Gather evidence

 

 

Evidence to be collected includes ...

  • evidence elicited by the assessor(s) through the assessment process, including information provided in an interview/professional discussion
  • information gathered by the individual being assessed – including a self-assessment

 

Review evidence and assess against SFIA components

 

  • This may be in the form of a discussion with the individual being assessed, or, it may be an off-line/desktop activity or a combination of both.
  • Enough time should be made available for a comprehensive exploration and review of the evidence.

Conclude the assessment and record the results

  • The assessor makes a considered decision on the evidence available.
  • The results of the assessment are recorded according to the purpose of the assessment and the method and tools being used. 

Communicate assessment outcomes

  • The outcomes of the assessment are communicated to the individual and/or other parties, according to the purpose of the assessment and the method and tools being used.

Quality assurance

To verify that the reviewed assessments are ...

  • conducted according to organisational policies/procedures/codes of conduct
  • effective in achieving the desired outcomes

Key points

  • SFIA is designed to be flexible and easy to understand and use.
  • You may need to introduce new processes but SFIA assessments can also be embedded in your existing or refined people management policies and practices.
  • Understand why your organisation is performing the assessment and what your desired outcomes are. Then design/adopt a process to achieve this.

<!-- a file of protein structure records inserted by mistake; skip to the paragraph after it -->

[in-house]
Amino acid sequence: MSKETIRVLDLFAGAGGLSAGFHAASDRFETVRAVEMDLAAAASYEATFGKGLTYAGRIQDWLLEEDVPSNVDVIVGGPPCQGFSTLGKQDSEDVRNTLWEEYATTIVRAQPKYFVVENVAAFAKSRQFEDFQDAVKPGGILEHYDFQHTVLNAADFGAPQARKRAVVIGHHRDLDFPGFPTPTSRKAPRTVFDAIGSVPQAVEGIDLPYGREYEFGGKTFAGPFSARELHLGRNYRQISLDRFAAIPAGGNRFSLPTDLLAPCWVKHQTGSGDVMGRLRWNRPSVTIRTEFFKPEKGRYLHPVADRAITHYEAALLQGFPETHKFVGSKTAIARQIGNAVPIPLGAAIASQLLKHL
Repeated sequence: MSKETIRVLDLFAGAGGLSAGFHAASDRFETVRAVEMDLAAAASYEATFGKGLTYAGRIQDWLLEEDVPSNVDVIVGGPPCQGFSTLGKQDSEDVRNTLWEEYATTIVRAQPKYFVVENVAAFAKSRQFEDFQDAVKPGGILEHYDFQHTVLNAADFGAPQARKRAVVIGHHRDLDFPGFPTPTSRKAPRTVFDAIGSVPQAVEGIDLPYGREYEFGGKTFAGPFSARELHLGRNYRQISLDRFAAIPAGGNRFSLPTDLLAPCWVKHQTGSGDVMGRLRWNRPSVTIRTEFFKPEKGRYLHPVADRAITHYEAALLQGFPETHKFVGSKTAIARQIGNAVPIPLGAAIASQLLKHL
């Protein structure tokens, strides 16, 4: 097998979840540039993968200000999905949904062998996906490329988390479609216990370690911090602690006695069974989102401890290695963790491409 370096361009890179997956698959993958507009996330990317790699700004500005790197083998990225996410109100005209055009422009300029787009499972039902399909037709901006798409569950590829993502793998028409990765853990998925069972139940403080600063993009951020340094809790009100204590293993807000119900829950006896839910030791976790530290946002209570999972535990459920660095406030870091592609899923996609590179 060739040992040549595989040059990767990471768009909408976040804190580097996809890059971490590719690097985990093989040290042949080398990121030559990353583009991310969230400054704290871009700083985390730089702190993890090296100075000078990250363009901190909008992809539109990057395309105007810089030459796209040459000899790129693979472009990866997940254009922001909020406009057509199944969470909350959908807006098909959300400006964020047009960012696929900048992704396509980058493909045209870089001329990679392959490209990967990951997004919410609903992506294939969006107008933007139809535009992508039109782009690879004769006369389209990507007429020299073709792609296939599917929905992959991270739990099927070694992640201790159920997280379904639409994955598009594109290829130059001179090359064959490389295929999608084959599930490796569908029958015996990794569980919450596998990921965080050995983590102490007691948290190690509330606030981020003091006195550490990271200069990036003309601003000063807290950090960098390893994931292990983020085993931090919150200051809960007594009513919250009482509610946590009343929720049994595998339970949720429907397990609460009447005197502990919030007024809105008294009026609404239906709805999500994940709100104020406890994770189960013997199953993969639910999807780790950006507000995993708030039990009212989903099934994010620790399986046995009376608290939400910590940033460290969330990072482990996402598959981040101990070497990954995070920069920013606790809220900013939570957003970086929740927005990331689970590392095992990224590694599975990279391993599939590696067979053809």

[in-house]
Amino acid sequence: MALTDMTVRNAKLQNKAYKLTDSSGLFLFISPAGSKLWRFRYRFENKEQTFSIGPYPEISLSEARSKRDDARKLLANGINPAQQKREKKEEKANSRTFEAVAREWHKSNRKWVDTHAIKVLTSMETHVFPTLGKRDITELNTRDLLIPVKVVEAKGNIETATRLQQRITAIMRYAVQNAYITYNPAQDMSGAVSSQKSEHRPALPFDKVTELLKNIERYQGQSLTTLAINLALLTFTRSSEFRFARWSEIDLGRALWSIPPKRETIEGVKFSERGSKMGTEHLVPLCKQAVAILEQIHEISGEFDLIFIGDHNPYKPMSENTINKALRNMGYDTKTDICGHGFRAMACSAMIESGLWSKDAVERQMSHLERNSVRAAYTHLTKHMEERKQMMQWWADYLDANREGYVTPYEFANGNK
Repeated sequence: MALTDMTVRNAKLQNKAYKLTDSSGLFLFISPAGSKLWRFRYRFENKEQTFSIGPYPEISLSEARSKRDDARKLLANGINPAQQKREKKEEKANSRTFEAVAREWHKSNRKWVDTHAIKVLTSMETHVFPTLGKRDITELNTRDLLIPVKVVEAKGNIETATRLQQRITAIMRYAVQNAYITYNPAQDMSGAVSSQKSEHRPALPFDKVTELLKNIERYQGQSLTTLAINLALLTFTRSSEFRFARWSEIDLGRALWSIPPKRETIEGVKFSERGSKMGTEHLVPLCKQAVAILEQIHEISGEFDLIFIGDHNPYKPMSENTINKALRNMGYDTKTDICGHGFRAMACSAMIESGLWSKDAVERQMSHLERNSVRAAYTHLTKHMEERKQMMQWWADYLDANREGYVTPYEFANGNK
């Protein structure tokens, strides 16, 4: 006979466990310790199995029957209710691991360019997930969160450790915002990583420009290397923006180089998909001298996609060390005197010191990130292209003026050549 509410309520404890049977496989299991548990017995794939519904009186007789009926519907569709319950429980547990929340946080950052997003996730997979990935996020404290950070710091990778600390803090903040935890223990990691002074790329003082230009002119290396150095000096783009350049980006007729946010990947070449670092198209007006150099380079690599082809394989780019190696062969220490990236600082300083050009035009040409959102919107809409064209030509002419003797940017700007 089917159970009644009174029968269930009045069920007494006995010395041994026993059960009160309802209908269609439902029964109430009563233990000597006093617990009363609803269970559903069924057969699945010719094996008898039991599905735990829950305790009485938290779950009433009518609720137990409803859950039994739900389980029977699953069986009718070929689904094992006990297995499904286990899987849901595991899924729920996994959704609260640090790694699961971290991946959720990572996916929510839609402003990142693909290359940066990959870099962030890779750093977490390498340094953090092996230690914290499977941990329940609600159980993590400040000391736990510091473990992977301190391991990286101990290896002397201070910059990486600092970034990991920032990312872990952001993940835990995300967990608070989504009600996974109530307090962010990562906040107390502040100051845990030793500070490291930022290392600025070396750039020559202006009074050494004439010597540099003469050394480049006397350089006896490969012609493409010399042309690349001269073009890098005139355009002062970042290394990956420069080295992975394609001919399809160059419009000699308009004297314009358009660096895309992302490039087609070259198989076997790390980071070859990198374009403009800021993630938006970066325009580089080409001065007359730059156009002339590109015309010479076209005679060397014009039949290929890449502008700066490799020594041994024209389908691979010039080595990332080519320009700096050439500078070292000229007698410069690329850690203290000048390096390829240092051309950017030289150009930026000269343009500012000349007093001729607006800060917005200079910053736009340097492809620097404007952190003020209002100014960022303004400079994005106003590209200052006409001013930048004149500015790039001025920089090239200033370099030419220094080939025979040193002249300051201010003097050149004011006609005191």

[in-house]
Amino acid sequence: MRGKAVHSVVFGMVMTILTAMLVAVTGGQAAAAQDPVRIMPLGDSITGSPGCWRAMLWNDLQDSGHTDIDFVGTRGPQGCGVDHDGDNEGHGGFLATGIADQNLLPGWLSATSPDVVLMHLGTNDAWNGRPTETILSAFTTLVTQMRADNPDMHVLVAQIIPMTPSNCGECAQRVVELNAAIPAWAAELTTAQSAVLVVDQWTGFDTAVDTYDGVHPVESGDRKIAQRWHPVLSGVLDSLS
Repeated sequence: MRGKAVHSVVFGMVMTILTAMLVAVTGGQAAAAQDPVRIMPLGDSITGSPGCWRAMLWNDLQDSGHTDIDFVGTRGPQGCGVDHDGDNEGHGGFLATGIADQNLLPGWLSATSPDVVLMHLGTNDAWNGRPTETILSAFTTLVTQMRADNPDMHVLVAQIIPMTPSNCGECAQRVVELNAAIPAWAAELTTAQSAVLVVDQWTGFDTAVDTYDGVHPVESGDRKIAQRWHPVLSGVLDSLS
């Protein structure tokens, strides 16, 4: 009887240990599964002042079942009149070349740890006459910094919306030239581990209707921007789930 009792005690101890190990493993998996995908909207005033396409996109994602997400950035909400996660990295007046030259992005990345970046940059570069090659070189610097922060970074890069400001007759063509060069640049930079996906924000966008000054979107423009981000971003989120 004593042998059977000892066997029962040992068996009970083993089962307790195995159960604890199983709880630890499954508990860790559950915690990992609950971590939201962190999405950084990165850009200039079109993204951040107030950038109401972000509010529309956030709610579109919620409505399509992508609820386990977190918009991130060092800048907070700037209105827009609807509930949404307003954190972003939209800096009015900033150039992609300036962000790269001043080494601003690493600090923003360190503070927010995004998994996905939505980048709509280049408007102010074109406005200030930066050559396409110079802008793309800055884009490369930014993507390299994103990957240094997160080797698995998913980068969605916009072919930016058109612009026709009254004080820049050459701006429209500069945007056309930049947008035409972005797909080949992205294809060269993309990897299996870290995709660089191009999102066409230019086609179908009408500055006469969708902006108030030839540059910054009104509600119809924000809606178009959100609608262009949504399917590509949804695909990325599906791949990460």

• A SFIA assessment can be performed quickly. However, additional value can be obtained with more thought and with good preparation for all stakeholders.
  • Familiarise yourself with the key concepts of SFIA. Then focus on the elements of SFIA you want to assess
  • SFIA is about assessing actual work-based experience of performing the skill not just having knowledge of the subject matter
  • Follow a structured assessment process, based on the individual’s work experience to assess accurately with good supporting evidence.
  • The assessment does not have to address all skills, only those necessary, and it may be added to incrementally in the future
  • It is good practice to collate and record evidence to support the decisions made and the outcomes of the assessment

Detailed guidance

Who this guidance is for

  • Line Managers, HR & L&D consultants, resourcing specialists, recruiters, SFIA consultants & practitioners who are supporting employers, professional bodies and other organisations to adopt SFIA
  • Anyone who wants to understand generally recognised good practice in the use of SFIA assessments

Notes

  • SFIA is a flexible resource and can be applied in many ways. 
  • These guidelines are illustrative and present alternative approaches. They do not mandate a single definitive approach.
  • The approach you choose will depend on the purpose of the SFIA assessment, your work or academic environment and the planned use of the assessment outcomes.
  • There is an active global ecosystem of SFIA Partners, SFIA Training Providers, SFIA Consultants and Practitioners. They are available for advice on SFIA assessments and the use of specific processes and tools (including skills assessment software) to support SFIA assessments. Full details are available on the SFIA website.

Clear purpose and process for the assessment

Before you start to use SFIA for the assessment of others it is essential to be clear on the purpose and desired outcomes of a reviewed assessment. 

 

Design an assessment process to achieve the desired outcomes.

Ensure it is guided by and/or aligned to organisational policies, procedures and/or codes of conduct. 

Select the SFIA components to assess. E.g.

  • generic attributes,
  • specific skills and skill levels,